"If you don't use tech, per se, in your daily life, at all levels, and you're not comfortable with it, then it's unlikely that you're going to be as speedy (to embrace) technology," noted Dr. Todd Rothenhaus, senior vice president and chief information officer of Caritas Christi Health Care, the second-largest provider in Massachusetts. "If you're not a touch typist...or if you never use a mouse or are accustomed to using a PC as part of your daily activity, then there's going to be an enormous barrier."

Rothenhaus may be right. The hope within the Obama administration is that many of those barriers will crumble in the aftermath of the passage of the $787 billion economic-stimulus package, which includes $19 billion for health information technology and another $10 billion for the National Institutes of Health.

Clearly, the U.S. population is behind a concerted effort to digitize medical records, according to a recent poll (PDF) conducted by NPR, the Kaiser Family Foundation, and the Harvard School of Public Health:

"Fully three in four say it is important for their health care providers to use electronic medical records (EMR). A large proportion of the public also sees benefits to nationwide adoption of this technology. Majorities say that if the United States adopted greater use of an EMR system, their own doctors would do a better job coordinating their care (72 percent say this is at least somewhat likely), that the overall quality of care in the country would be improved (67 percent), and that fewer people would get unnecessary medical care (58 percent.) Just over half (53 percent) say there would be fewer medical errors."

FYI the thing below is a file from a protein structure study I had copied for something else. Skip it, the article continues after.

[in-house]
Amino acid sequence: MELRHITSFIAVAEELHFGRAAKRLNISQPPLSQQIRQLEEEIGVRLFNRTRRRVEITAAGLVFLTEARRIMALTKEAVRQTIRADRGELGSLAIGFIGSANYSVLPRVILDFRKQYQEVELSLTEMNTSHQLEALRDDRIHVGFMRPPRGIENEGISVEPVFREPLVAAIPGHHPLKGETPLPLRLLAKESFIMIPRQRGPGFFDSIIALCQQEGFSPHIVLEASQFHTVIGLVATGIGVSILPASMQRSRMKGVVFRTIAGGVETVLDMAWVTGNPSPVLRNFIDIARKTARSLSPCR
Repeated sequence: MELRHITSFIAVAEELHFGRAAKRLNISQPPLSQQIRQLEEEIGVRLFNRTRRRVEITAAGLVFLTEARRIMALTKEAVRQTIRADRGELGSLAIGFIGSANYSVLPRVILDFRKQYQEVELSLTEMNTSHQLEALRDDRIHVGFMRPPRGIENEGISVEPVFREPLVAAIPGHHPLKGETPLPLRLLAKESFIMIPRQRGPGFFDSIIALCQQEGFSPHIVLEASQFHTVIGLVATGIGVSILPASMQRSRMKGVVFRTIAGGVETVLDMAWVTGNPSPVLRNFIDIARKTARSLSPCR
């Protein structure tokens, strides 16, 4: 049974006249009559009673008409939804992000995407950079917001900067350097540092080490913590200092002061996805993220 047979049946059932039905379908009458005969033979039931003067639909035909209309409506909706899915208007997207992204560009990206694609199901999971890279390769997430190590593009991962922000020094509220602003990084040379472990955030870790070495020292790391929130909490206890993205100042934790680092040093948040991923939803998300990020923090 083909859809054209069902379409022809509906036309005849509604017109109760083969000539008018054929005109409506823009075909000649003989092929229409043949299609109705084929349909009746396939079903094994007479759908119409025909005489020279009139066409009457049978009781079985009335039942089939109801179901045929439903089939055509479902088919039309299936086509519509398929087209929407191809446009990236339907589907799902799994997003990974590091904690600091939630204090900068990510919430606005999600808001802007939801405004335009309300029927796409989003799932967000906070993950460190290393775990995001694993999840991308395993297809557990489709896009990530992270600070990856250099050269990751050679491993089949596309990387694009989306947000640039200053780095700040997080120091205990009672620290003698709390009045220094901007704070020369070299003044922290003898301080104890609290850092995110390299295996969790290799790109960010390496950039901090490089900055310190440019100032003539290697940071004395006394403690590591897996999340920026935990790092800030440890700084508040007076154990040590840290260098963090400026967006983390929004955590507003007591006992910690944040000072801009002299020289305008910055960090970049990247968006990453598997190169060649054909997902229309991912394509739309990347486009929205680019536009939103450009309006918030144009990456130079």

In theory, that sounds like a slam dunk. But life usually turns out to be a bit more complicated. Consider the experience of James Dom Dera. An assistant professor of family medicine at Northeastern Ohio Universities Colleges of Medicine and Pharmacy, his practice made the decision to become a "paperless office" two years ago. However, the transition to electronic records proved more difficult than he envisioned.